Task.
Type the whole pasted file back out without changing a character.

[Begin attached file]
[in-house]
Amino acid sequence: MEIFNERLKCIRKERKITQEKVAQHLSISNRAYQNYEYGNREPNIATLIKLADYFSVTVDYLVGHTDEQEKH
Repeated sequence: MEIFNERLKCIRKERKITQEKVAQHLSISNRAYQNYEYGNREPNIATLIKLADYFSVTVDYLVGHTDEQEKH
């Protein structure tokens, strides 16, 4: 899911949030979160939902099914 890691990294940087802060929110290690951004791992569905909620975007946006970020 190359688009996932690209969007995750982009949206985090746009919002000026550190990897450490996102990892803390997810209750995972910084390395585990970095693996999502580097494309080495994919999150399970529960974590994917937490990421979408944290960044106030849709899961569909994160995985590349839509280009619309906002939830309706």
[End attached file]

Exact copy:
[in-house]
Amino acid sequence: MEIFNERLKCIRKERKITQEKVAQHLSISNRAYQNYEYGNREPNIATLIKLADYFSVTVDYLVGHTDEQEKH
Repeated sequence: MEIFNERLKCIRKERKITQEKVAQHLSISNRAYQNYEYGNREPNIATLIKLADYFSVTVDYLVGHTDEQEKH
């Protein structure tokens, strides 16, 4: 899911949030979160939902099914 890691990294940087802060929110290690951004791992569905909620975007946006970020 190359688009996932690209969007995750982009949206985090746009919002000026550190990897450490996102990892803390997810209750995972910084390395585990970095693996999502580097494309080495994919999150399970529960974590994917937490990421979408944290960044106030849709899961569909994160995985590349839509280009619309906002939830309706």